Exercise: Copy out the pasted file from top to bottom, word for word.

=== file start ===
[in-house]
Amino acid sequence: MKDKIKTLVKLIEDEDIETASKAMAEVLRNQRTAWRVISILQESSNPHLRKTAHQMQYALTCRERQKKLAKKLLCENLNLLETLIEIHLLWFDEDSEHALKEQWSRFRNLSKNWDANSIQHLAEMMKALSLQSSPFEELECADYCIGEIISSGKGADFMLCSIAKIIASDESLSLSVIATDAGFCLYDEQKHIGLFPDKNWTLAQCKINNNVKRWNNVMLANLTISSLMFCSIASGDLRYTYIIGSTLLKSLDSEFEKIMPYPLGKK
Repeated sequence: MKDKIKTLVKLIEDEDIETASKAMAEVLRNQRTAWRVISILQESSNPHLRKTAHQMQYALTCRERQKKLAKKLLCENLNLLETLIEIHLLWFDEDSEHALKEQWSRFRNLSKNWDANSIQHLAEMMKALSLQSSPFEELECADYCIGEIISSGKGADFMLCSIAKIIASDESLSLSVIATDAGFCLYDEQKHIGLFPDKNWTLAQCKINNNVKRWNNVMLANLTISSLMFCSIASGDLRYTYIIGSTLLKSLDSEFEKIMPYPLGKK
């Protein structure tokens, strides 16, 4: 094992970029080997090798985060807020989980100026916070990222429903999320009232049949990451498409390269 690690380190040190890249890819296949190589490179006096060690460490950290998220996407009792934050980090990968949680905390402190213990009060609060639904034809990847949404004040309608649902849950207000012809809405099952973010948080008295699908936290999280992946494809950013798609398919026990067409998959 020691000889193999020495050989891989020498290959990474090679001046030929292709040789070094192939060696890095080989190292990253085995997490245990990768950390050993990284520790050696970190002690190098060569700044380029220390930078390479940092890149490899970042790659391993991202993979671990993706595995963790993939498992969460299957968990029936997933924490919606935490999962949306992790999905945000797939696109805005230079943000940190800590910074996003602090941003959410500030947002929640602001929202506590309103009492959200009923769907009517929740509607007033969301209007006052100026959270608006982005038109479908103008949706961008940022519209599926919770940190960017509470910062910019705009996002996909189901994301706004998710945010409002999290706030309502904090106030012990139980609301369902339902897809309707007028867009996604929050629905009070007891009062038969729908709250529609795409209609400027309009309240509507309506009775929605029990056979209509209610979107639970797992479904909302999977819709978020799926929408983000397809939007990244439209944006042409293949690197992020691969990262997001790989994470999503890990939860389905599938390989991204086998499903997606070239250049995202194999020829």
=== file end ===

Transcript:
[in-house]
Amino acid sequence: MKDKIKTLVKLIEDEDIETASKAMAEVLRNQRTAWRVISILQESSNPHLRKTAHQMQYALTCRERQKKLAKKLLCENLNLLETLIEIHLLWFDEDSEHALKEQWSRFRNLSKNWDANSIQHLAEMMKALSLQSSPFEELECADYCIGEIISSGKGADFMLCSIAKIIASDESLSLSVIATDAGFCLYDEQKHIGLFPDKNWTLAQCKINNNVKRWNNVMLANLTISSLMFCSIASGDLRYTYIIGSTLLKSLDSEFEKIMPYPLGKK
Repeated sequence: MKDKIKTLVKLIEDEDIETASKAMAEVLRNQRTAWRVISILQESSNPHLRKTAHQMQYALTCRERQKKLAKKLLCENLNLLETLIEIHLLWFDEDSEHALKEQWSRFRNLSKNWDANSIQHLAEMMKALSLQSSPFEELECADYCIGEIISSGKGADFMLCSIAKIIASDESLSLSVIATDAGFCLYDEQKHIGLFPDKNWTLAQCKINNNVKRWNNVMLANLTISSLMFCSIASGDLRYTYIIGSTLLKSLDSEFEKIMPYPLGKK
């Protein structure tokens, strides 16, 4: 094992970029080997090798985060807020989980100026916070990222429903999320009232049949990451498409390269 690690380190040190890249890819296949190589490179006096060690460490950290998220996407009792934050980090990968949680905390402190213990009060609060639904034809990847949404004040309608649902849950207000012809809405099952973010948080008295699908936290999280992946494809950013798609398919026990067409998959 020691000889193999020495050989891989020498290959990474090679001046030929292709040789070094192939060696890095080989190292990253085995997490245990990768950390050993990284520790050696970190002690190098060569700044380029220390930078390479940092890149490899970042790659391993991202993979671990993706595995963790993939498992969460299957968990029936997933924490919606935490999962949306992790999905945000797939696109805005230079943000940190800590910074996003602090941003959410500030947002929640602001929202506590309103009492959200009923769907009517929740509607007033969301209007006052100026959270608006982005038109479908103008949706961008940022519209599926919770940190960017509470910062910019705009996002996909189901994301706004998710945010409002999290706030309502904090106030012990139980609301369902339902897809309707007028867009996604929050629905009070007891009062038969729908709250529609795409209609400027309009309240509507309506009775929605029990056979209509209610979107639970797992479904909302999977819709978020799926929408983000397809939007990244439209944006042409293949690197992020691969990262997001790989994470999503890990939860389905599938390989991204086998499903997606070239250049995202194999020829």